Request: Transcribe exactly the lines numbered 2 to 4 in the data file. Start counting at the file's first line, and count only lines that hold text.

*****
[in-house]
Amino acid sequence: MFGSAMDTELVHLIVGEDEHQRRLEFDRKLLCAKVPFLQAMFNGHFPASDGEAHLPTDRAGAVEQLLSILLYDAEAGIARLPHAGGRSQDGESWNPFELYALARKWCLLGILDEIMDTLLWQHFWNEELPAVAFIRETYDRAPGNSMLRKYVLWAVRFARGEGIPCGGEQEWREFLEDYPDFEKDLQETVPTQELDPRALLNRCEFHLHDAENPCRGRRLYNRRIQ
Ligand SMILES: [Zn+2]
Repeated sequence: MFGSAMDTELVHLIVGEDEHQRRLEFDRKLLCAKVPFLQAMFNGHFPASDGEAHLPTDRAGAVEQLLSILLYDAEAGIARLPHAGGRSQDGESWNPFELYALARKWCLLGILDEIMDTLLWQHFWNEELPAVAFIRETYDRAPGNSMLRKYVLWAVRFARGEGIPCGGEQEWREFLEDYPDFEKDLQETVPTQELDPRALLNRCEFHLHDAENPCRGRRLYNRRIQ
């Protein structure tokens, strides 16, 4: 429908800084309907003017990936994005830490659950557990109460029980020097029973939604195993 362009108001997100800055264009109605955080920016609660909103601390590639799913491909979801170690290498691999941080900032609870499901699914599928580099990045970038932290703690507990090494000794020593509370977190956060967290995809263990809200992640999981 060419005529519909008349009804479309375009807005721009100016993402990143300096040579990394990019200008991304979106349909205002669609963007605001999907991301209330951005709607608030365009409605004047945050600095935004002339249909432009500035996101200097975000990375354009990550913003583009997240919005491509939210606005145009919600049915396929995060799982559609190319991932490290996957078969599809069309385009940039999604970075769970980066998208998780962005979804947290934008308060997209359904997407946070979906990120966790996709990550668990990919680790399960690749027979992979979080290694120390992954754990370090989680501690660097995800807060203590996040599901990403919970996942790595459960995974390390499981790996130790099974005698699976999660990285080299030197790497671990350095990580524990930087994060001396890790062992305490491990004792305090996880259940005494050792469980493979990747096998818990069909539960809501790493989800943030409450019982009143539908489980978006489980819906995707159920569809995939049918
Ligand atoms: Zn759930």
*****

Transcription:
Amino acid sequence: MFGSAMDTELVHLIVGEDEHQRRLEFDRKLLCAKVPFLQAMFNGHFPASDGEAHLPTDRAGAVEQLLSILLYDAEAGIARLPHAGGRSQDGESWNPFELYALARKWCLLGILDEIMDTLLWQHFWNEELPAVAFIRETYDRAPGNSMLRKYVLWAVRFARGEGIPCGGEQEWREFLEDYPDFEKDLQETVPTQELDPRALLNRCEFHLHDAENPCRGRRLYNRRIQ
Ligand SMILES: [Zn+2]
Repeated sequence: MFGSAMDTELVHLIVGEDEHQRRLEFDRKLLCAKVPFLQAMFNGHFPASDGEAHLPTDRAGAVEQLLSILLYDAEAGIARLPHAGGRSQDGESWNPFELYALARKWCLLGILDEIMDTLLWQHFWNEELPAVAFIRETYDRAPGNSMLRKYVLWAVRFARGEGIPCGGEQEWREFLEDYPDFEKDLQETVPTQELDPRALLNRCEFHLHDAENPCRGRRLYNRRIQ